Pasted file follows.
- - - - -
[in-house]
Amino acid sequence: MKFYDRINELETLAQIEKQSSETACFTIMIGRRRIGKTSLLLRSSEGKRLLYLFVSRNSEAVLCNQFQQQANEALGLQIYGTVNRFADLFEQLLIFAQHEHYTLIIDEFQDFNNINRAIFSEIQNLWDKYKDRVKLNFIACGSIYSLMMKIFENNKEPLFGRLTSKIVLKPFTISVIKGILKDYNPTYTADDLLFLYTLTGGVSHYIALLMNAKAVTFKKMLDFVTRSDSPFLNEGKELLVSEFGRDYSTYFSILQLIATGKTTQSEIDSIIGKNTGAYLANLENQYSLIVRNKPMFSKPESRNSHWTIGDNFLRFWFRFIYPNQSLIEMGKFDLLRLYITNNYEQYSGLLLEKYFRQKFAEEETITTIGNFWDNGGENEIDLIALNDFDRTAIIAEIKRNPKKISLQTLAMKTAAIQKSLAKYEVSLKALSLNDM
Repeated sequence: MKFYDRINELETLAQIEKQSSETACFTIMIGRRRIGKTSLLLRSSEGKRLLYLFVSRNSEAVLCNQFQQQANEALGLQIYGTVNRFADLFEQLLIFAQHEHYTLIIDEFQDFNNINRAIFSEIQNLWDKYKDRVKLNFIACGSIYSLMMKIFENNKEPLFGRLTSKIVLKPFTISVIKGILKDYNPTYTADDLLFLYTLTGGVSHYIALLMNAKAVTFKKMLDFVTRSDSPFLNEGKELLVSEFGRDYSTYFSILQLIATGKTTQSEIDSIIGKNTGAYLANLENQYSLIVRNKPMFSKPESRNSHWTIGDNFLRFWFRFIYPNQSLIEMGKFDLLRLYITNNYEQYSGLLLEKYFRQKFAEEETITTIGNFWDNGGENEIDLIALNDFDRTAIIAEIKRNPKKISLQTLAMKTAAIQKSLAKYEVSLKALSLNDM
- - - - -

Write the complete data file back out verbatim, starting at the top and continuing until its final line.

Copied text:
[in-house]
Amino acid sequence: MKFYDRINELETLAQIEKQSSETACFTIMIGRRRIGKTSLLLRSSEGKRLLYLFVSRNSEAVLCNQFQQQANEALGLQIYGTVNRFADLFEQLLIFAQHEHYTLIIDEFQDFNNINRAIFSEIQNLWDKYKDRVKLNFIACGSIYSLMMKIFENNKEPLFGRLTSKIVLKPFTISVIKGILKDYNPTYTADDLLFLYTLTGGVSHYIALLMNAKAVTFKKMLDFVTRSDSPFLNEGKELLVSEFGRDYSTYFSILQLIATGKTTQSEIDSIIGKNTGAYLANLENQYSLIVRNKPMFSKPESRNSHWTIGDNFLRFWFRFIYPNQSLIEMGKFDLLRLYITNNYEQYSGLLLEKYFRQKFAEEETITTIGNFWDNGGENEIDLIALNDFDRTAIIAEIKRNPKKISLQTLAMKTAAIQKSLAKYEVSLKALSLNDM
Repeated sequence: MKFYDRINELETLAQIEKQSSETACFTIMIGRRRIGKTSLLLRSSEGKRLLYLFVSRNSEAVLCNQFQQQANEALGLQIYGTVNRFADLFEQLLIFAQHEHYTLIIDEFQDFNNINRAIFSEIQNLWDKYKDRVKLNFIACGSIYSLMMKIFENNKEPLFGRLTSKIVLKPFTISVIKGILKDYNPTYTADDLLFLYTLTGGVSHYIALLMNAKAVTFKKMLDFVTRSDSPFLNEGKELLVSEFGRDYSTYFSILQLIATGKTTQSEIDSIIGKNTGAYLANLENQYSLIVRNKPMFSKPESRNSHWTIGDNFLRFWFRFIYPNQSLIEMGKFDLLRLYITNNYEQYSGLLLEKYFRQKFAEEETITTIGNFWDNGGENEIDLIALNDFDRTAIIAEIKRNPKKISLQTLAMKTAAIQKSLAKYEVSLKALSLNDM